Now that I’ve been blogging for a little while, I’m starting to get some great recommendations and inspiration from my readers. This post was inspired by a story from my boss about a very bad quality experience at the dentist’s office. Anyone who knows me knows how much I despise the dentist. Just thinking about all the scraping, poking, and drilling makes me cringe, so you can only imagine my dread when boss began to tell me about a poor experience she had at the dentist’s office. So with grit teeth and trembling fingers, here’s her dental horror story…
It all began with a simple cavity fill. Could this all have been prevented through good dental maintenance? Maybe, but that’s fuel for another post and I need to get back to the story. The procedure began normally with a thorough cleaning and a couple shots of novocain, but soon turned to a scene from one of the Saw movies. A little bit of discomfort is normal during a dental procedure, however, the pain that began shooting through my boss’ tooth and jaw as the enamel was drilled away was anything but normal. In a testament to her strength and will, she was able to suffer through filling and left the office feeling sore, but also relieved that the work was finished.
Unfortunately, a few days later the tooth ache remained and every time she bit down there was a sharp jolt of pain. My boss was sure that the filling was botched and returned to the dentist to have it fixed. Now, I was expecting the dentist to be extremely apologetic and begging for forgiveness, but I was sorely mistaken. The dentist actually blamed the problem on my boss! According to the dentist, my boss did not floss properly and somehow some bacteria got underneath the filling. When that excuse was refuted, then dentist blamed the problem on a misaligned bite. After absolving herself of the blame, the dentist reluctantly re-filled the cavity, and happily collected her payment for a 2nd treatment.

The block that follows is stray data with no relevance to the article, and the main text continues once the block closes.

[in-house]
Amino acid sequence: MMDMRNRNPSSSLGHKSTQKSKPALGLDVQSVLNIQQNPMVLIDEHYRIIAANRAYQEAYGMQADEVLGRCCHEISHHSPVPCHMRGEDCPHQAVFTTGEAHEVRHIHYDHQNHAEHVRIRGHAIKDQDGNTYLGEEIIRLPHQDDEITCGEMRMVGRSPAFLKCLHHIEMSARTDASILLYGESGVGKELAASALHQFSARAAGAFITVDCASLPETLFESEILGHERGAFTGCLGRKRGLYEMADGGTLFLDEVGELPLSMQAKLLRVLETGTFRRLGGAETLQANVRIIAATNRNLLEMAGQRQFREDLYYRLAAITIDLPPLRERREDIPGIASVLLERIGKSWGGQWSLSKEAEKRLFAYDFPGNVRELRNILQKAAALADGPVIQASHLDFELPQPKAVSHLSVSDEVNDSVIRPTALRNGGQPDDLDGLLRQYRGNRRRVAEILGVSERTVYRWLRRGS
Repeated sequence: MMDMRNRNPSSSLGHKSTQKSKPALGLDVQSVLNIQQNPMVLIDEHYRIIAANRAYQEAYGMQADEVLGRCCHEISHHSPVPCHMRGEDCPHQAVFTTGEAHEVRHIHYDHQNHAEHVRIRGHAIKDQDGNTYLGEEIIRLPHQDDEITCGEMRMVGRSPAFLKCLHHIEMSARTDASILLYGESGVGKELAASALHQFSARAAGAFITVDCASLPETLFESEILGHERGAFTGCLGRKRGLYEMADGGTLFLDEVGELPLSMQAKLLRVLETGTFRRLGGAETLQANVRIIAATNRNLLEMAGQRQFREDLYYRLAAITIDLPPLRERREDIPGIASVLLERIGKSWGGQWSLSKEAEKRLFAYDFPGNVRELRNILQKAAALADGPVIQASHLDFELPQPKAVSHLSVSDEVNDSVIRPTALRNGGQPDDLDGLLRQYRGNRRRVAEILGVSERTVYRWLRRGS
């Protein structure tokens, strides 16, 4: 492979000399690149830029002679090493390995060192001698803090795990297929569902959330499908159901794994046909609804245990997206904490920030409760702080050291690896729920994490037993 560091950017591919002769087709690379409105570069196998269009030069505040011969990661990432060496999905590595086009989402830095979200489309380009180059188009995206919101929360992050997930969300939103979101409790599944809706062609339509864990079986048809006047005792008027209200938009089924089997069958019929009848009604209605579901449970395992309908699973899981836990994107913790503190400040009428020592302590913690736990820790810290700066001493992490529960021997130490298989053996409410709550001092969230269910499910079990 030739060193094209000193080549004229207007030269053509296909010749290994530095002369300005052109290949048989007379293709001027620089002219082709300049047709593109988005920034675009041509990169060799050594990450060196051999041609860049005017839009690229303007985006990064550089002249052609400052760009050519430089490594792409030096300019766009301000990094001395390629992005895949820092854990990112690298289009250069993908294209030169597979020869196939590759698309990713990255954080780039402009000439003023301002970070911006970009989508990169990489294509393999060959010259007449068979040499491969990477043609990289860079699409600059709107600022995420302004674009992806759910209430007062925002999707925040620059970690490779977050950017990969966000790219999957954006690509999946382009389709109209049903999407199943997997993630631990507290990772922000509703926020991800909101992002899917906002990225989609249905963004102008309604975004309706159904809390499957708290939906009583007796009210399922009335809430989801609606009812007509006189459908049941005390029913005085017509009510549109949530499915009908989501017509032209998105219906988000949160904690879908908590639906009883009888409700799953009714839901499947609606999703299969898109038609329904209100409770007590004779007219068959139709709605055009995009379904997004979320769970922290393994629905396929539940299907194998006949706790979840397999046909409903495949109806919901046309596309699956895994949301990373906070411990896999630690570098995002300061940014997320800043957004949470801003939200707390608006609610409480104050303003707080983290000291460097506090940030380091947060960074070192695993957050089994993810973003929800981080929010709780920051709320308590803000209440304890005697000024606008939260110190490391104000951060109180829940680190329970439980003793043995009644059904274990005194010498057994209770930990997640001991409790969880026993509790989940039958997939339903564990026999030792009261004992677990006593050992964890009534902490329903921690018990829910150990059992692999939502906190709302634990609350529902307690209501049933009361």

So how does this mini nightmare relate to quality? Let’s start with the problems. Obviously the first filling was flawed. Fillings are the dentist’s product and that product should be defect free. Second, the dentist was made aware of an error and made no effort to investigate the problem and find the root cause. The dentist didn’t even take responsibility for the mistake and use it as an opportunity to learn and grow. What would I have done? First, I would have apologized for the entire length of the follow up visit. I would have then taken immediate corrective action to fix the tooth and correct my mistake. While I was re-filling the tooth I would have investigated what went wrong, and how I could prevent the problem from ever happening again. Finally, I would have performed the second filling free of charge and would have refunded the charge for the first filling.
We will always make mistakes and there will be plenty of times when we drop the ball, but it’s how we react and recover that truly makes the difference.